Front–End Architecture Design for Low-Complexity 3-D Ultrasound Imaging Based on Synthetic Aperture Sequential Beamforming

Jian Zhou, Sumit K. Mandal, Brendan L. West, Siyuan Wei, Umit Y. Ogras, Oliver D. Kripfgans, J. Brian Fowlkes, Thomas F. Wenisch, Chaitali Chakrabarti

Research output: Contribution to journalArticlepeer-review

Abstract

The 3-D ultrasound imaging provides distinct advantages over its 2-D counterpart leading to a more accurate analysis of tumors and cysts. However, the front end of a 3-D system must receive and process data at prodigious rates, making it impractical for power-constrained portable systems. Synthetic aperture sequential beamforming (SASB) is an ultrasound beamforming technique that splits the computation into two stages, such that the computation in Stage 1 can be completed in the power-constrained front end while the remaining computation can be done elsewhere. In this article, we present several algorithmic and architectural techniques to enable efficient computation of Stage 1 processing without compromising imaging quality. Specifically, we present algorithmic techniques that reduce the computational complexity in Stage 1 by 17x through a systematic reduction in the number of apodization coefficients. We propose a 3-D die stacked architecture where the signals received by 961 active transducers are digitized, routed by a network-on-chip, and processed in parallel. This architecture does not require the explicit storage of incoming data samples. We synthesize the architecture using TSMC 28-nm technology node. The front–end power consumption is around 1.5 W, making it suitable for portable applications.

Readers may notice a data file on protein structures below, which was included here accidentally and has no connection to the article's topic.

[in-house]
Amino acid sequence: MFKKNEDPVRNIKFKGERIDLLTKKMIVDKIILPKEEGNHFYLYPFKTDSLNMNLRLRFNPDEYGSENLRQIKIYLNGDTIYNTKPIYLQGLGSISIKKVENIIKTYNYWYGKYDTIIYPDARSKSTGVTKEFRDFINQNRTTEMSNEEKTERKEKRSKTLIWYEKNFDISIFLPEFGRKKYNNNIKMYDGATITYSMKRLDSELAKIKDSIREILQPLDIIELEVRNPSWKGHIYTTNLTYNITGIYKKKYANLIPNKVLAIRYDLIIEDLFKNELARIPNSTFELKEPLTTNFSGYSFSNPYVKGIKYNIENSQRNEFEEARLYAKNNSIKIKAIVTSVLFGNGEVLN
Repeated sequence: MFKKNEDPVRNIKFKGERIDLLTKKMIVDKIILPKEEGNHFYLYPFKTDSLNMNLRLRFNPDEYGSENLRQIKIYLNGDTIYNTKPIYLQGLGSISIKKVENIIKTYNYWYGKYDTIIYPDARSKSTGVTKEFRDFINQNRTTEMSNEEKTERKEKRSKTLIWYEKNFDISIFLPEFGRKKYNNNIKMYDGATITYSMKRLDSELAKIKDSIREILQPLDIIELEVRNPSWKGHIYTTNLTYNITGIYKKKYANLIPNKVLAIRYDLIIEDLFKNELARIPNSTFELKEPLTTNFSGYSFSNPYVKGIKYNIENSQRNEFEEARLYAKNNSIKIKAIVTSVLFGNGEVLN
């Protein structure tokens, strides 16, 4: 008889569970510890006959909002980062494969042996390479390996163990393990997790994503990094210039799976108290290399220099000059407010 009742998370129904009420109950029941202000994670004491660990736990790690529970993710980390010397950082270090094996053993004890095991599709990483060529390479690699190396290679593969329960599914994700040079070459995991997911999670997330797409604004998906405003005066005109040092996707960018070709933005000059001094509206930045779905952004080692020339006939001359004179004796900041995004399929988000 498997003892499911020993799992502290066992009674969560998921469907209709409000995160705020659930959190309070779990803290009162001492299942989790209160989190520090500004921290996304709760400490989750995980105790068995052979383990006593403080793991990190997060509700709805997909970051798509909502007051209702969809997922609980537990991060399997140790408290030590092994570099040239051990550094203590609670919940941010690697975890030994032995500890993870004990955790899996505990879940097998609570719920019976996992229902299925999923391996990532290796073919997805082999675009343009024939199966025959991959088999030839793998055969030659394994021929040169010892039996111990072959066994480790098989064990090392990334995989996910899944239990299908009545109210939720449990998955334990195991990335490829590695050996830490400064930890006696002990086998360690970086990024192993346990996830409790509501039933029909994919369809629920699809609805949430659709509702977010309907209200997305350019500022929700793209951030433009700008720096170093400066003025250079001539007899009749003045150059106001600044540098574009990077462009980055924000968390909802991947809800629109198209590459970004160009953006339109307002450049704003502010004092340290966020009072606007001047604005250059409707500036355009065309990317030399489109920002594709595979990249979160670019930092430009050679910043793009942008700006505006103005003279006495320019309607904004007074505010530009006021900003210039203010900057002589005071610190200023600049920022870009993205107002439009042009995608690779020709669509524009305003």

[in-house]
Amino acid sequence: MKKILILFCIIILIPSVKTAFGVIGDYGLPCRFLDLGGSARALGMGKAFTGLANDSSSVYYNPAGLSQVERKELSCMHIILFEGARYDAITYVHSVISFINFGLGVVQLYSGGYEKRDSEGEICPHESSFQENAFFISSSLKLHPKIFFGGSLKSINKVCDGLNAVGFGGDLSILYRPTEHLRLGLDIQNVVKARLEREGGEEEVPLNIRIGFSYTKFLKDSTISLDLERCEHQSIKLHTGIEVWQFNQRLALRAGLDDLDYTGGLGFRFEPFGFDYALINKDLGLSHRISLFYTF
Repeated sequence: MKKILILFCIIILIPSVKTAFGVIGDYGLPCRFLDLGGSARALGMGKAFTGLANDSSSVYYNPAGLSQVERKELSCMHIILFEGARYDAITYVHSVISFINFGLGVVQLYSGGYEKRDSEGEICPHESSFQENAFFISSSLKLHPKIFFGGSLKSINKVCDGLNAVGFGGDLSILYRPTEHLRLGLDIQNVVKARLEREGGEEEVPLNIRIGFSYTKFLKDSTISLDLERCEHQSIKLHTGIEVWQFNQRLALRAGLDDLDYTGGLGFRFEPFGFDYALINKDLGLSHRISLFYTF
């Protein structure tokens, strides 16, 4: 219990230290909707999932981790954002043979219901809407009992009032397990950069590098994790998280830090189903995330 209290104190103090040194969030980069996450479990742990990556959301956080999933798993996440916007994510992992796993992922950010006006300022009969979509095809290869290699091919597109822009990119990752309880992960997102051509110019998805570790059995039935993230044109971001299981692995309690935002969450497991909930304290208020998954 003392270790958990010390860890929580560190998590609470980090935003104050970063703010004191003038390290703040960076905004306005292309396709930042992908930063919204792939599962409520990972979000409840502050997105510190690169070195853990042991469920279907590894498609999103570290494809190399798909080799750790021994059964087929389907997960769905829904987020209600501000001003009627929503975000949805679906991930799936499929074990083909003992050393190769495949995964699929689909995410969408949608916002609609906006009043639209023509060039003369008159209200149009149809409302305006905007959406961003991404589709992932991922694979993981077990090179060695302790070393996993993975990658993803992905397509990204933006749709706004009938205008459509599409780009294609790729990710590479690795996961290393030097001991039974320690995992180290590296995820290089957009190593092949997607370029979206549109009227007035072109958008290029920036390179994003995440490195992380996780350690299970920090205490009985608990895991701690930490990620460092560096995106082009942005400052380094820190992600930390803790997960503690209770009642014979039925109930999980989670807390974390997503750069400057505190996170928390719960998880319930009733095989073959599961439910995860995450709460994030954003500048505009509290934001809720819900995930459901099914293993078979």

Keywords

  • 3-D ultrasound imaging
  • Apertures
  • Array signal processing
  • Arrays
  • Computer architecture
  • Imaging
  • Transducers
  • Ultrasonic imaging
  • array processing
  • portable medical device
  • synthetic aperture sequential beamforming (SASB)
  • ultrasound beamforming.

ASJC Scopus subject areas

  • Software
  • Hardware and Architecture
  • Electrical and Electronic Engineering

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